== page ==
News: Soldiers visit locals to instill pride, security, peace
Story by Spc. Ricardo Branch
Spc. Ricardo Branch
1st Brigade Combat Team Public Affairs
COMBAT OUTPOST PATTON – They wander the desert, one behind the other, looking for signs of life. Instead of camels, they ride humvees and are out to find nomads on the edges of western Iraq.
As they traveled the desert, the Soldiers visited nomads throughout their sector to pass information about what's going on in Iraq, and make the locals feel accepted and part of the community.
The Soldiers of Company D, 2nd Battalion, 7th Infantry aren't hunting insurgents but building relationships with the people outside of Combat Outpost Patton.
"We're trying to let these people know they matter," said Capt. Matt Marfongelli, Co. D, commander. "Many of the people in the sector we operate in are nomads, who travel with their sheep to numerous grazing areas."
They visit the nomads often to keep the trust and communication lines open.
"It's difficult to meet the locals out here because many of them are Bedouins," Marfongelli said. "The people who live in the cities often look at them as outcasts, so we want them to feel a part of the community around here."
The tree house, and area frequented by nomads, is just one of many key places they visit in their sector, which Soldiers believe is gradually helping turn the tide in the company's area.
"We've been building relations with these people for a while," he said. "About a week ago, we had a 14-year-old kid come up and give us information about some people he'd seen digging in an area."
The tip revealed people were digging where a roadside bomb had hit Soldiers.
"It's all about making them feel more comfortable around us," Marfongelli said. "The less they see us as occupiers and more as just friends or partners, the better it helps us get our mission done."
The trust of the people is the most crucial asset for the Soldiers operating out of the combat outpost.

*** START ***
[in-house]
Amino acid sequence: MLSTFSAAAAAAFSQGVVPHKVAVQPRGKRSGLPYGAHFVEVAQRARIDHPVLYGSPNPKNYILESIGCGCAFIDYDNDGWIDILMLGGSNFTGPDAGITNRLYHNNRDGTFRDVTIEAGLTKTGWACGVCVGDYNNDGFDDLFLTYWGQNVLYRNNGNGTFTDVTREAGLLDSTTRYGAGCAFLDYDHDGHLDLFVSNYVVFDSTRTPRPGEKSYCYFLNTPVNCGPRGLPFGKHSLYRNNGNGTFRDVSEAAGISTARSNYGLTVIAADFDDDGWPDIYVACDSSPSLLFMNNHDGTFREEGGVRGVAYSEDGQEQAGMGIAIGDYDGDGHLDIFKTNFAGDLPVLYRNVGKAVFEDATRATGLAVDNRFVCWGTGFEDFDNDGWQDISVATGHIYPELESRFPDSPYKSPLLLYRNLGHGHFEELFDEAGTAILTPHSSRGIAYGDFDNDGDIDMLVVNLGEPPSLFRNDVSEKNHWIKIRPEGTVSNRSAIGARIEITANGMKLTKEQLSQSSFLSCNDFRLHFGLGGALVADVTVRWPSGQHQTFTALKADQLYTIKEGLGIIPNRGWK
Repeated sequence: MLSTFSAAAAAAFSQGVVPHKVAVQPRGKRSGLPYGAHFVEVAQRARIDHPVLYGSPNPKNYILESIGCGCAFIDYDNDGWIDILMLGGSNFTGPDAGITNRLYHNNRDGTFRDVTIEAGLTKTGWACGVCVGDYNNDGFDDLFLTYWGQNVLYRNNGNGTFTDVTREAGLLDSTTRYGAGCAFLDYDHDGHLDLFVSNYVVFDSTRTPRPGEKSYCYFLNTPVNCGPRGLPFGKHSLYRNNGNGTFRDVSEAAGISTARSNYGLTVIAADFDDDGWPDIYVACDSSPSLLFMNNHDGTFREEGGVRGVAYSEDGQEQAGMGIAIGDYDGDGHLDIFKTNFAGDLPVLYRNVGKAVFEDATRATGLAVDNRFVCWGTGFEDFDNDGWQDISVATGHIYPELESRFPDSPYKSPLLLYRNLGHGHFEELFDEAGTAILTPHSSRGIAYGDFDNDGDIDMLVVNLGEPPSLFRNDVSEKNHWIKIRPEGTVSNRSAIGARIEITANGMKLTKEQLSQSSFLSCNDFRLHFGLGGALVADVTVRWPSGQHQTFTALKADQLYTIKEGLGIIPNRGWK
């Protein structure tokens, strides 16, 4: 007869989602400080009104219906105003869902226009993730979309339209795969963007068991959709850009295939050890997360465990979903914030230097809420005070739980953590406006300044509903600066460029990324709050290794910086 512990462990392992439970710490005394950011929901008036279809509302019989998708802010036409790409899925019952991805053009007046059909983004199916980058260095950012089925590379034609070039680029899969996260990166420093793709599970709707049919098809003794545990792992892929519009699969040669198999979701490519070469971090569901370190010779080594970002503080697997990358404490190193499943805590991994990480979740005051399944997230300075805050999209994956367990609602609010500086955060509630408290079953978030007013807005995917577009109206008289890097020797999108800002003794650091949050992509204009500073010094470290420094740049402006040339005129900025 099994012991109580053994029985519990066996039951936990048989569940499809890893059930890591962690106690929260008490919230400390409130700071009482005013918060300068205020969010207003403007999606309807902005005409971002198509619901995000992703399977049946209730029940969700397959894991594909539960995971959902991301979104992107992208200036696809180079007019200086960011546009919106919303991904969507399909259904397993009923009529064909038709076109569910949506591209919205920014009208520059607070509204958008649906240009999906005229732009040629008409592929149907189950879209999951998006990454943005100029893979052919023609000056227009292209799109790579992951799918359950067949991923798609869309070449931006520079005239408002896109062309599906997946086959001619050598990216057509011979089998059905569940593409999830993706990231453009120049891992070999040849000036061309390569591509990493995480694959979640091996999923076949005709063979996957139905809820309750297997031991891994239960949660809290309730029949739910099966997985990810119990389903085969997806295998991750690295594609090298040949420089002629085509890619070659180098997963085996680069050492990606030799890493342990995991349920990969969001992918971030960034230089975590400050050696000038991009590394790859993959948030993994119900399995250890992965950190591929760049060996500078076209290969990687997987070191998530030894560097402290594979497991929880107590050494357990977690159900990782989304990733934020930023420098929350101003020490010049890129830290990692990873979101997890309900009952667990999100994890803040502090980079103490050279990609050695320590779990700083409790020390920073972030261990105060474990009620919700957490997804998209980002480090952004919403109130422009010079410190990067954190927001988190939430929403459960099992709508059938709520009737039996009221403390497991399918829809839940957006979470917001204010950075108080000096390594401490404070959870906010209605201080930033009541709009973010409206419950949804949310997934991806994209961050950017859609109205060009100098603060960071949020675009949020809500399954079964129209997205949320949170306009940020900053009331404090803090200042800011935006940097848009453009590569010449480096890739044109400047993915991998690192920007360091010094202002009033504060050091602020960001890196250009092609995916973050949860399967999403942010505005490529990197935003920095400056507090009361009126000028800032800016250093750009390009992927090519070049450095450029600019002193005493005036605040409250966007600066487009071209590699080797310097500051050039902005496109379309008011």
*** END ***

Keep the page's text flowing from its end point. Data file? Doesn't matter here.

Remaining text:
"If they don't trust or like us, they can be just as involved in the attacks against us, which means there's more people helping the insurgents watch our movement," he said. "They tell you more if they are on your side, which helps us better accomplish our mission."
The outpost is surrounded by bare desert, leading to small hills. Since the Soldiers arrived in November, there have been months of little activity, but six roadside bombs have stirred up the question, is the area around the outpost becoming dangerous?
Marfongelli disagrees with the situation becoming worse.
"Compared to other areas across the country, I'd say no," he said. "Is it a little more dangerous? Yes, but it's always going to be dangerous because we're here in Iraq."
When the Soldiers first entered their new area, they had to deal with oil smugglers and illegal checkpoints. Marfongelli believes that more insurgent activity is the result of the increased presence of coalition forces in the area.
"They are trying to step things up because they are losing ground in many places across the country," he said. "We've increased our presence a lot; we'll keep talking to the locals, and we're getting the Iraqi security forces more involved to help keep the peace."
The Soldiers understand that the main reason things have improved in Anbar is not a direct result of their work, but the joint-effort between Iraqis and coalition forces.
"The Iraqi security forces here are doing great," said Staff. Sgt. Santo Nino, a tank commander with Co., D. "They are willing to learn and want to fight the insurgents."
Nino said that since they arrived, Iraqi police are out in greater numbers to visit people in the area and get them rallied behind the cause of freedom for all Iraq. Despite the big improvements, Nino and many of the Soldiers realize the work can't be done instantaneously and will require more time.
"I'm glad they are stepping up but more need to step up," Nino said. "We're going to need a presence in this area for some time still to get them independent. All of the Iraqis here are tired of the fighting and just want to have a normal life ... we're getting them to that point."